summer music in portland

Now that the symphony’s season is over, there’s no reason to despair!  No, in fact, there are many reasons to be happy, for there are myriad opportunities to hear live classical music nearly all summer long here in Portland and surrounding areas.

Starting in just a couple of weeks is the Astoria Music Festival (June 18 – 27), this year given over mostly to the mounting of a rare production of a chamber-sized version of Alban Berg’s crowning masterpiece, Wozzeck.  Click here for more information.

Co-incident with the Astoria festival is the Chintimini Chamber Music Festival (June 18 – 27) in Corvallis.  This festival features many musicians who grew up in the Corvallis area, as well as other parts of the Northwest. [link]

Chamber Music Northwest (June 21 – July 25) celebrates their 40th anniversary summer season, and they’ve pulled out many a stop to give their audiences a memorable summer.  Of special interest is their inaugural Protegé Project, which features many up and coming young musicians who may well turn out to be the superstars of the future.  Portland violinist Rebecca Anderson returns as part of this intriguing program.  Find out about the entire season here.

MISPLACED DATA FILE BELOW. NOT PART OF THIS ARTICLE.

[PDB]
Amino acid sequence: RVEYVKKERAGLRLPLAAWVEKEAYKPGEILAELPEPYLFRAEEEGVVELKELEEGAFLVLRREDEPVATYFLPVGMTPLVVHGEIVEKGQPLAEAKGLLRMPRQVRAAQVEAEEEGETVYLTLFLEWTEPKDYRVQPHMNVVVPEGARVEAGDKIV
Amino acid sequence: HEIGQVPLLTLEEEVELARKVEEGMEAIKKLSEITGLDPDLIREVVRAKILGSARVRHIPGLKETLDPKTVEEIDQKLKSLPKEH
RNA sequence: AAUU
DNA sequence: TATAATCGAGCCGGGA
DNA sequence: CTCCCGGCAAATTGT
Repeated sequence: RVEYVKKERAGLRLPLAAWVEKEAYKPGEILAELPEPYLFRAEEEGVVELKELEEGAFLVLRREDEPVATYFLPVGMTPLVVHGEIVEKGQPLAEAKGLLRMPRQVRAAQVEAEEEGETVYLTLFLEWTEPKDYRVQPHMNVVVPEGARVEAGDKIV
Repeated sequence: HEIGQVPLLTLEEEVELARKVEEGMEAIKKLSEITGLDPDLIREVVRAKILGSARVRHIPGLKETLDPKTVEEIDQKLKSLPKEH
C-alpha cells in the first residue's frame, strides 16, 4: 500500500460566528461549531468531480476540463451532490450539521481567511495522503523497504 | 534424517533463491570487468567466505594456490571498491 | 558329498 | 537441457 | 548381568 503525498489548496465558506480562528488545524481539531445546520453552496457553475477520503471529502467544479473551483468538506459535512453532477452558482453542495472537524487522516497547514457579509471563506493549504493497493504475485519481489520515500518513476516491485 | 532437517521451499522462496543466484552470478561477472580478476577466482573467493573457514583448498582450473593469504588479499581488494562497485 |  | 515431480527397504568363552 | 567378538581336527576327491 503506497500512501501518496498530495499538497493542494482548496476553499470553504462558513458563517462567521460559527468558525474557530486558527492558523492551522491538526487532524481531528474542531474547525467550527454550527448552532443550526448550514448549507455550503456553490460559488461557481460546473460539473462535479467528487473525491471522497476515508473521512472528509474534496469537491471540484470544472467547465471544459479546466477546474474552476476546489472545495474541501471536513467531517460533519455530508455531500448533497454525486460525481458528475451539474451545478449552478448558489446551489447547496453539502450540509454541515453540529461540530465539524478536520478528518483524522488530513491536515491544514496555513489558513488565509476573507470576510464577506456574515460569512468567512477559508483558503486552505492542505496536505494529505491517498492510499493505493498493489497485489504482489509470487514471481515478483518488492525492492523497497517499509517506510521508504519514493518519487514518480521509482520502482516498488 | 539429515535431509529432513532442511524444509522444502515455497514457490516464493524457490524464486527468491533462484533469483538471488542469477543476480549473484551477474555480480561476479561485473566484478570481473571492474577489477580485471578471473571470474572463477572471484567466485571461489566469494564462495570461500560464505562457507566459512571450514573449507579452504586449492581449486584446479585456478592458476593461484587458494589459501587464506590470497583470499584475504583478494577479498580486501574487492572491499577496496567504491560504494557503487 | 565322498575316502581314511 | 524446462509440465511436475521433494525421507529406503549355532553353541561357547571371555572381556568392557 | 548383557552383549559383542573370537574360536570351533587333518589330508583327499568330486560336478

The Oregon Bach Festival (June 25 – July 11) is no longer confined just to Eugene, this year the festival expands not only to Portland for two concerts, but to the central Oregon city of Bend as well.  The season opens with the Verdi Requiem, and closes with Mendelssohn’s Elijah in both Portland and Eugene.  More info is available here.